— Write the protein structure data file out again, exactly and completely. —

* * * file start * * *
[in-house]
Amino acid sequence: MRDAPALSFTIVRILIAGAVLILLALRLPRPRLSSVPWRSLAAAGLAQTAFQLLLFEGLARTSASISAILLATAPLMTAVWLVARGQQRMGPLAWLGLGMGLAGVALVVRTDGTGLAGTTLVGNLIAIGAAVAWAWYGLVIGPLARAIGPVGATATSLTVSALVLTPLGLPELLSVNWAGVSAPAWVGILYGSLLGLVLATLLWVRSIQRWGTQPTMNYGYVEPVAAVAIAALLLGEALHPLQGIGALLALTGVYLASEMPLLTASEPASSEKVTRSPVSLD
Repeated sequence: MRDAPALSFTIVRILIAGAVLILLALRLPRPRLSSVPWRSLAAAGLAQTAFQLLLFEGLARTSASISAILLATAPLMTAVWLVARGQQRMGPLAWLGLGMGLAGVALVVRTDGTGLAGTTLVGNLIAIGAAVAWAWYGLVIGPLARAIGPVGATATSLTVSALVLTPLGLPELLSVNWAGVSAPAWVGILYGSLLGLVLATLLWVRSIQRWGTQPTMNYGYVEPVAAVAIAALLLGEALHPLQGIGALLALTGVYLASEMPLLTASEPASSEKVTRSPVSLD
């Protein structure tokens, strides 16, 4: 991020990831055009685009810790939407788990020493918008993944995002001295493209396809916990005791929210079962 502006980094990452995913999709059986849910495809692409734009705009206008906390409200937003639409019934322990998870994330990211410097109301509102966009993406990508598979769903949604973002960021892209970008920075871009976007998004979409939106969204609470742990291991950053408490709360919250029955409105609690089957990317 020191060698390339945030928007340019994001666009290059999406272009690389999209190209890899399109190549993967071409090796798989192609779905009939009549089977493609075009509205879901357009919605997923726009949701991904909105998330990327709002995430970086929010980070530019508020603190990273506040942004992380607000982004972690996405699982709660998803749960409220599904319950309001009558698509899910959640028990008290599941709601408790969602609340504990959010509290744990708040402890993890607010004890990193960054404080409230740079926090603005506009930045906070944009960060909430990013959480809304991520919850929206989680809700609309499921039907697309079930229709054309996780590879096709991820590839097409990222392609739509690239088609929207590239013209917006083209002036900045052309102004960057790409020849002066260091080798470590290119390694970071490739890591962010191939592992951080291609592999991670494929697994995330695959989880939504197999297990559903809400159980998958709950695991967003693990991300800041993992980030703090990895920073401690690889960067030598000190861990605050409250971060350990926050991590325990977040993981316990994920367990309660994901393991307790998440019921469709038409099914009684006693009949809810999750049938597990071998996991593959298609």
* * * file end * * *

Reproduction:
[in-house]
Amino acid sequence: MRDAPALSFTIVRILIAGAVLILLALRLPRPRLSSVPWRSLAAAGLAQTAFQLLLFEGLARTSASISAILLATAPLMTAVWLVARGQQRMGPLAWLGLGMGLAGVALVVRTDGTGLAGTTLVGNLIAIGAAVAWAWYGLVIGPLARAIGPVGATATSLTVSALVLTPLGLPELLSVNWAGVSAPAWVGILYGSLLGLVLATLLWVRSIQRWGTQPTMNYGYVEPVAAVAIAALLLGEALHPLQGIGALLALTGVYLASEMPLLTASEPASSEKVTRSPVSLD
Repeated sequence: MRDAPALSFTIVRILIAGAVLILLALRLPRPRLSSVPWRSLAAAGLAQTAFQLLLFEGLARTSASISAILLATAPLMTAVWLVARGQQRMGPLAWLGLGMGLAGVALVVRTDGTGLAGTTLVGNLIAIGAAVAWAWYGLVIGPLARAIGPVGATATSLTVSALVLTPLGLPELLSVNWAGVSAPAWVGILYGSLLGLVLATLLWVRSIQRWGTQPTMNYGYVEPVAAVAIAALLLGEALHPLQGIGALLALTGVYLASEMPLLTASEPASSEKVTRSPVSLD
């Protein structure tokens, strides 16, 4: 991020990831055009685009810790939407788990020493918008993944995002001295493209396809916990005791929210079962 502006980094990452995913999709059986849910495809692409734009705009206008906390409200937003639409019934322990998870994330990211410097109301509102966009993406990508598979769903949604973002960021892209970008920075871009976007998004979409939106969204609470742990291991950053408490709360919250029955409105609690089957990317 020191060698390339945030928007340019994001666009290059999406272009690389999209190209890899399109190549993967071409090796798989192609779905009939009549089977493609075009509205879901357009919605997923726009949701991904909105998330990327709002995430970086929010980070530019508020603190990273506040942004992380607000982004972690996405699982709660998803749960409220599904319950309001009558698509899910959640028990008290599941709601408790969602609340504990959010509290744990708040402890993890607010004890990193960054404080409230740079926090603005506009930045906070944009960060909430990013959480809304991520919850929206989680809700609309499921039907697309079930229709054309996780590879096709991820590839097409990222392609739509690239088609929207590239013209917006083209002036900045052309102004960057790409020849002066260091080798470590290119390694970071490739890591962010191939592992951080291609592999991670494929697994995330695959989880939504197999297990559903809400159980998958709950695991967003693990991300800041993992980030703090990895920073401690690889960067030598000190861990605050409250971060350990926050991590325990977040993981316990994920367990309660994901393991307790998440019921469709038409099914009684006693009949809810999750049938597990071998996991593959298609």